3. Makes The Players The Stars, Not His NPCs
I think most of us at one point or another have played with a GM who constantly had his "badass uber-NPC" show up and save the players and steal the spotlight from them. If you're NPC is the start and is going to be doing everything, why the hell am I playing in the first place? The player characters are the stars of the story and your NPCs are there to be secondary characters. While you can have adventurers that have an NPC playing a major role, the player characters are still the ones in the spotlight. 

4. Can Go With The Flow And Work With The Unexpected
As a GM, your players will regularly throw something at you that you weren't expecting and have no idea where to go with it. When faced with this situation, the good GM just takes a deep breath and quickly figures out the logical results of the player's unexpected actions. The bad GM will usually shut-down for a moment or two, then tell the players their actions have failed and force them to take one of the actions he planned for. Doing this really robs the players of any agency in the game and if done enough, they will start to feel like their actions have no meaning since they can never get off the railroads that you have laid out for them. 

5. Doesn't Let Outside Biases And Prejudices Affect The Game
 As I've said numerous times before, I play roleplaying games because I find them fun and I want to spend the free time that I have having fun. So, when a GM decides to bring his own personal biases and prejudices into a game, you can bet that I won't be playing with him for very long. I don't want to play with someone who's racist, homophobic, sexist, or hates something or someone for no other reason than its different from him and I definitely don't want to play in a game where he makes those things major parts of the campaign. I play this game so I can forget about the real world for just a little while and pretend to be someone different. I don't want my character to suffer because I choose to play a gay character and the GM just happens to be homophobic.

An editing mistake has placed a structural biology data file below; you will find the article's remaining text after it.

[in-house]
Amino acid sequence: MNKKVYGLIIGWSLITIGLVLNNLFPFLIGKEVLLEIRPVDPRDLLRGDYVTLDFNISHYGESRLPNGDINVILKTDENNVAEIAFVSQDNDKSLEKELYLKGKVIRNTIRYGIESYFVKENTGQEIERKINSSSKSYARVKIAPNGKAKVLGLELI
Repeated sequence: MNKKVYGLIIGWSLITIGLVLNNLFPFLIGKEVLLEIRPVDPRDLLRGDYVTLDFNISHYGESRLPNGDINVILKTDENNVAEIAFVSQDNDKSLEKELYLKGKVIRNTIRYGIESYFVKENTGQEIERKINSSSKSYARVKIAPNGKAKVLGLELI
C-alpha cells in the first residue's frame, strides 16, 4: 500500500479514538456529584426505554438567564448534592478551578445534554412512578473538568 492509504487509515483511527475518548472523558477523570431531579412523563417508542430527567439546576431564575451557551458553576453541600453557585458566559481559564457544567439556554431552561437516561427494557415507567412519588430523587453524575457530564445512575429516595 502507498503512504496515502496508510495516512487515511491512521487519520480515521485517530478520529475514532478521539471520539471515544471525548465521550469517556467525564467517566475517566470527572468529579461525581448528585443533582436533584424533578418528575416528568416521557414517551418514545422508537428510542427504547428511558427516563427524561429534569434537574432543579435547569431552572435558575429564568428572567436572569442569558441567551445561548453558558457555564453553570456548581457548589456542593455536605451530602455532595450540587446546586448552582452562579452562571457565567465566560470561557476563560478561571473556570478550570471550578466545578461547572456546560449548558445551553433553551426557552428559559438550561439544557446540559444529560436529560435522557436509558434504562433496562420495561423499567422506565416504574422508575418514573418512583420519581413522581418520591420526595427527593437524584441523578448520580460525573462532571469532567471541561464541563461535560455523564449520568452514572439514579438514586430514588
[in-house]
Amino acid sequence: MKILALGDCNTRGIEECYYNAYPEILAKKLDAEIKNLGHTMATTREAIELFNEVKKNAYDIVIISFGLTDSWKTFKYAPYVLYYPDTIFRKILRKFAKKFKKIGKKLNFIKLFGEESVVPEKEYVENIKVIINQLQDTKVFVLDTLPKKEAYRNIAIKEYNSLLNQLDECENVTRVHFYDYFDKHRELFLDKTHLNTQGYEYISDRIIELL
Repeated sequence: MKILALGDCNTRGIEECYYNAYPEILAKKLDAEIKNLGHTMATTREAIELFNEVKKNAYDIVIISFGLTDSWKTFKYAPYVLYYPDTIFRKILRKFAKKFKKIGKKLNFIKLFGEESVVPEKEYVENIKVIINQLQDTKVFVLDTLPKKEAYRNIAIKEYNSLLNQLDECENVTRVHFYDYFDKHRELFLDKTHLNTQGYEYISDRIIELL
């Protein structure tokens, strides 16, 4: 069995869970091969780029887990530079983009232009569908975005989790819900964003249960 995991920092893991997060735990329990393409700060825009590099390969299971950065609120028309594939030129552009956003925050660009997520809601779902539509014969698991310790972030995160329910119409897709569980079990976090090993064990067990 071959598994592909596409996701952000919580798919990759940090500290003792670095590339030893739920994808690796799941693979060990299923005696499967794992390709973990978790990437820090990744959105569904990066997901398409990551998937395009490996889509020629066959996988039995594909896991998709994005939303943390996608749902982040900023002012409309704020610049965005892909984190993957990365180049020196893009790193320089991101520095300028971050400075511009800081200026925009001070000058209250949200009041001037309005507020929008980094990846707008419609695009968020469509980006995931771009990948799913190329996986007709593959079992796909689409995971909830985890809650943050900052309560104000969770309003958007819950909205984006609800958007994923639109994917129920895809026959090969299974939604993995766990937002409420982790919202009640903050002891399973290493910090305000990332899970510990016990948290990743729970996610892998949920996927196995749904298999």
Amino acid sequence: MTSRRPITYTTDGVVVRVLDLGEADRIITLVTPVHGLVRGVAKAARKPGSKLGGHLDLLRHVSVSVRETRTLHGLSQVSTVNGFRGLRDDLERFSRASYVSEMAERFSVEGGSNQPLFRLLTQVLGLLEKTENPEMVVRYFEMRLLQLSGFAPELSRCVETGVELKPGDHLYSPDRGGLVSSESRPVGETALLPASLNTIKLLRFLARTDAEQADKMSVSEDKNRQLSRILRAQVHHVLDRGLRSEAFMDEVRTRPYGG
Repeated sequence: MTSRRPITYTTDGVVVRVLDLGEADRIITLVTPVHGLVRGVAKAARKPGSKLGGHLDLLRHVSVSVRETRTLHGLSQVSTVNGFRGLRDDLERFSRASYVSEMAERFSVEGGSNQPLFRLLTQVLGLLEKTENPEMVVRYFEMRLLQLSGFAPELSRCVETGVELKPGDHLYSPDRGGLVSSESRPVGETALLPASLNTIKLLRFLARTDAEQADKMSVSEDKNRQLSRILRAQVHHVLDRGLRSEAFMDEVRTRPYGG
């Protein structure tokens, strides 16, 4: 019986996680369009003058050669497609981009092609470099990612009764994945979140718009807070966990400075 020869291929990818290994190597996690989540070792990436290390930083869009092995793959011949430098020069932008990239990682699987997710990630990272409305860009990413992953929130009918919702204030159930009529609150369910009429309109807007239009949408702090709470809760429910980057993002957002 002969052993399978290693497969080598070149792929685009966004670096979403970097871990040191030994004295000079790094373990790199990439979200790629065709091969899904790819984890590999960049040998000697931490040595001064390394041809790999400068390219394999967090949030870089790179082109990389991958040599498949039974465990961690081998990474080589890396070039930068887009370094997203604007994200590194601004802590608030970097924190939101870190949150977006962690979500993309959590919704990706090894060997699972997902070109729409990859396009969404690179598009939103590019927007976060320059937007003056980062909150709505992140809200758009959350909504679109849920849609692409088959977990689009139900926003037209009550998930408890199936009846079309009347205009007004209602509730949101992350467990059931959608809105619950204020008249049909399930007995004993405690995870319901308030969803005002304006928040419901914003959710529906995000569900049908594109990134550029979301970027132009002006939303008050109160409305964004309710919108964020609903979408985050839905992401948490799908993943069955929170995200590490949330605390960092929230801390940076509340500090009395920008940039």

While these are numerous other traits that I could list, these five are the most important to me when I'm looking for a GM to play with. What are some traits that you look for in GM's? 

Wednesday, March 20, 2013

Five Traits I Look For In Players

Scene from Futurama: Bender's Game
Earlier today, I had a lot of free time and decided to read through some of the older posts on Heroes Against Darkness. One post in particular about the sixteen steps to being a good player really caught my eye and I started to think about some of the traits that I look for in players. So, continuing with this train of thought, here are the five traits that I like to see in my players.

1. Know The Rules
There is nothing more annoying than a player who doesn't know the rules of the game. The only exception to this rule is those players who are brand new to the game and are still learning how to play. However, if you have been playing for awhile now and still ask how to do relatively simple things, I think it's time you sit down and at least learn the basics. 

2. Don't Be A Dick